There's a lot of bird activity at the moment. Many birds are in their breeding plumage and the males particularly are looking very smart. This nuthatch had been hunting for insects in the rotten wood but was taking time off to call from this high vantage point. If you stand and listen for a while, you might be surprised at the number of different calls you hear. You might not be able to identify them all but there's still pleasure in hearing them. Listen to the distinctive sound of a nuthatch  here. Then listen in the wood.
This is a poor photo of a goldfinch but it does demonstrate its beautiful colours. They are often seen eating small seeds such as thistle or teazle although they will take the niger seeds from garden feeders. This one was with a small flock in the lane going down from the ceramics to the stream and seemed to be nibbling at the fresh, tender leaf buds.
The FOBW Work Party worked hard on Saturday 5th March to clear Wilson's Honeysuckle from the steep slopes around the Triangle. You might see mounds of the plants on the slopes, which are left as habitat for some of the smaller birds and possibly also small mammals. We then moved amongst the trees around the sports field and removed more, as well as half of an overgrown lilac shrub before the five of us ran out of time and energy; perhaps the younger members of the group still had energy !! Thank you Siân for organising this activity and to the volunteers for giving their time and effort.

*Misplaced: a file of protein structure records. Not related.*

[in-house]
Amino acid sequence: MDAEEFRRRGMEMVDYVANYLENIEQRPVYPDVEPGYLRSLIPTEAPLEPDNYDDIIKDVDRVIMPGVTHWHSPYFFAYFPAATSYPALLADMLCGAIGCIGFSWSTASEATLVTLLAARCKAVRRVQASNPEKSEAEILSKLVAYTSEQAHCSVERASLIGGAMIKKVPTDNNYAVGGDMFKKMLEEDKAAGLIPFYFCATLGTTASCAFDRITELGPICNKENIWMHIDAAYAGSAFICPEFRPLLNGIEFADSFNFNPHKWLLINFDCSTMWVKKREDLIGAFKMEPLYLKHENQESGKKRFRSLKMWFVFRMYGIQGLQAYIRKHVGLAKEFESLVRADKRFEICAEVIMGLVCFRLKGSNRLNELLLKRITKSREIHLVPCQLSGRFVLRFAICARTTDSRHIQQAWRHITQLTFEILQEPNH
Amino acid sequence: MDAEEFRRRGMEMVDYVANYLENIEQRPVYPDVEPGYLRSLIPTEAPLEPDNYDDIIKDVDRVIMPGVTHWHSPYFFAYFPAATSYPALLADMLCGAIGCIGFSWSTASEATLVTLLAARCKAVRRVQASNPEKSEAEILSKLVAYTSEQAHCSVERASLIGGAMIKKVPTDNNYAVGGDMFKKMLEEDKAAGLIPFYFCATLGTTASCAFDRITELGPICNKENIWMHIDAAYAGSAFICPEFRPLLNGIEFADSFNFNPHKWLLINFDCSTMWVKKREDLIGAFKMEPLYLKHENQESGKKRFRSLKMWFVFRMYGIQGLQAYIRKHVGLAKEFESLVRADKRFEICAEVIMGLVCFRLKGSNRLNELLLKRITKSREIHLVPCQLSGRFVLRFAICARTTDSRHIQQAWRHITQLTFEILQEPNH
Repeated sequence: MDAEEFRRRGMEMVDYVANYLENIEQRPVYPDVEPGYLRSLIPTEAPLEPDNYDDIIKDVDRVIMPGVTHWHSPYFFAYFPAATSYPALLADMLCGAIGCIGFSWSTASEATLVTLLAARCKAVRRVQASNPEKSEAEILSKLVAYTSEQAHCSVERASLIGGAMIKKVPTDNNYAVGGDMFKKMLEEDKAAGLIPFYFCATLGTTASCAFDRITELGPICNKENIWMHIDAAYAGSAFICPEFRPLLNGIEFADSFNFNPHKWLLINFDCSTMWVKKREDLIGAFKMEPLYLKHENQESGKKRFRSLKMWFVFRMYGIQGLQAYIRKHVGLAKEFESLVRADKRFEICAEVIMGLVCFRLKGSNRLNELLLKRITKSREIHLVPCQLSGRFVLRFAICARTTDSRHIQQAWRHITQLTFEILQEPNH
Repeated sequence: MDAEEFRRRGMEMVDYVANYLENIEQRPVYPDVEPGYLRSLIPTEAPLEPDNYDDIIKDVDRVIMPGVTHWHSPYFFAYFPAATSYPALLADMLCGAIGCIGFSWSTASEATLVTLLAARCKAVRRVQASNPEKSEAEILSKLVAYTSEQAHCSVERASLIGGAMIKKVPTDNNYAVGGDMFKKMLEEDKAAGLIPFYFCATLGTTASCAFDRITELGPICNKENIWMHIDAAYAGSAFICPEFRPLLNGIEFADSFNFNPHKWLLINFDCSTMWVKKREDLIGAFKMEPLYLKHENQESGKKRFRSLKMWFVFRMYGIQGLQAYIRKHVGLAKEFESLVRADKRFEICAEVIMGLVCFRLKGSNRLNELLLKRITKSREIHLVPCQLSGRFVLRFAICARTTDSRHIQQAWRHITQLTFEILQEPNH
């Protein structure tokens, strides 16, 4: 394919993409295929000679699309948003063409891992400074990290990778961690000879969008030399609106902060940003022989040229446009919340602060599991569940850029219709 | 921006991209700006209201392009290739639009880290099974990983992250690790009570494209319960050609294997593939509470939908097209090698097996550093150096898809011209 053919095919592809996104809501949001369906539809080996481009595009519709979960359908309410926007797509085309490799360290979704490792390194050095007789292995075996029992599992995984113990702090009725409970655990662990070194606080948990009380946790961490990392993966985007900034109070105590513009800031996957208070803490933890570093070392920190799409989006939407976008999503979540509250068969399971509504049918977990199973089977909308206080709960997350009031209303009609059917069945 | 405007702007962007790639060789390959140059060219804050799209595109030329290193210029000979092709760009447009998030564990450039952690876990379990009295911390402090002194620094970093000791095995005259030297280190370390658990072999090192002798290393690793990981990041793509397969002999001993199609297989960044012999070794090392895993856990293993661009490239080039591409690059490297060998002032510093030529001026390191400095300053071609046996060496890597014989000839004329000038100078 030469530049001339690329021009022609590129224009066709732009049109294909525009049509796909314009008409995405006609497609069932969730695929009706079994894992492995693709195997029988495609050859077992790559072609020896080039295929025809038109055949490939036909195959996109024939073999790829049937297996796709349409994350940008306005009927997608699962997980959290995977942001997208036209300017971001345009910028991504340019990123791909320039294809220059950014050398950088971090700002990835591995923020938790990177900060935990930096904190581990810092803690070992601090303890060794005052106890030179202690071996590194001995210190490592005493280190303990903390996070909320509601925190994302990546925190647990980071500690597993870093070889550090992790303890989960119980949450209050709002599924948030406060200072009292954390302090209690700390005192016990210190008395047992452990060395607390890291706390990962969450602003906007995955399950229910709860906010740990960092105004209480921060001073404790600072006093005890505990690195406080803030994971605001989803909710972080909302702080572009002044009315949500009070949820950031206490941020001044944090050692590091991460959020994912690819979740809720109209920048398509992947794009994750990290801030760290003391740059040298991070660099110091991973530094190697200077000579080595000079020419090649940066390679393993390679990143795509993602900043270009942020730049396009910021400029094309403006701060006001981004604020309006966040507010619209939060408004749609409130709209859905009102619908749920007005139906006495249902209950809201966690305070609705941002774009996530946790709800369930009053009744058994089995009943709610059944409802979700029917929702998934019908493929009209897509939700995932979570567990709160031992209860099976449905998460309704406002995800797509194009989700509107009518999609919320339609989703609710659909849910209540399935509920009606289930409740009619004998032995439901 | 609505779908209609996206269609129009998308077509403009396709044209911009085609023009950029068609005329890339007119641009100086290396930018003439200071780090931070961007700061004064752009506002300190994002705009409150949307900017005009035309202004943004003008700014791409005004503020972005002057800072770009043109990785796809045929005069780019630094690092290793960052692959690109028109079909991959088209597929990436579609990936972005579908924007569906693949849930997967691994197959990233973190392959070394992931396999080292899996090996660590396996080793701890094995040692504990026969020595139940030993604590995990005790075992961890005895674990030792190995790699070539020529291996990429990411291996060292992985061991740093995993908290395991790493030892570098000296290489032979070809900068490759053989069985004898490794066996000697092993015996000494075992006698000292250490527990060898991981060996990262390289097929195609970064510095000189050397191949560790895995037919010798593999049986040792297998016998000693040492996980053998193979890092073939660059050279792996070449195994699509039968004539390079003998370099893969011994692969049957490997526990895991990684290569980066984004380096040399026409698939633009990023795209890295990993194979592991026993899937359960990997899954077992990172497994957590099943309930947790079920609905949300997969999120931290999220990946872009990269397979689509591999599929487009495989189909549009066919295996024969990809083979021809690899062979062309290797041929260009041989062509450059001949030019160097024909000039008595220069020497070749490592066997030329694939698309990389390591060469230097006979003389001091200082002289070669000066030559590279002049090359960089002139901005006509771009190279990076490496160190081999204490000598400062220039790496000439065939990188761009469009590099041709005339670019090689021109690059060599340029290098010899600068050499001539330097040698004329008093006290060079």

Keeping the wood in the condition that we all like to see it takes time and commitment. If you would like to join one of the small teams of volunteers to help with managing the plants or with picking up litter, both vital activities, then contact the relevant email address at the bottom of the page.                                                 Removal of some of the dog and litter bins in the wood is an indication of the council's reducing investment in the wood. It is left to volunteers more and more to cope with a lot of bureaucracy to get funds for replacing the steps for instance or for printing leaflets and programmes. None of this is guaranteed. 
Spring is definitely on it's way. Despite the occasional frost and also snow in some parts of the country we have snowdrops, crocus, celandine and the first bluebell flowers are beginning to open.
I was walking with my wife this morning, Mothering Sunday, and we saw a bluetit enter one of the boxes we put up last year. A foretaste of an exciting year to come in Badock's Wood  !! 

mike townsend

  • The Friend's of Badock's Wood have been short listed for a Green Volunteer Award..... Thank you to all who nominated the group... See here.
  • The FOBW Annual General meeting will be held at the Greenway Centre in Doncaster Road on Tuesday March 15th at 7.30pm. If you have any views on the way Badock's Wood is managed or how it could be improved then this is the place to put forward your thoughts. You will also learn what plans there are for the Wood. See here.

  • Photos can be enlarged by clicking on them.
  • To learn more about the History of Badock's Wood or FOBW click here.
  • To receive regular emails from the Friends of Badock's Wood contact
  • To help with Work Parties, occasionally or monthly, contact Siân at
  • To help with the Litter Picks contact me at
  • The next Litter Pick will be on March 19th.
  • If you wish to receive notice of new editions of this blog put your email address in the box at the top of this page.
  • To leave  a comment about the blog you can contact me at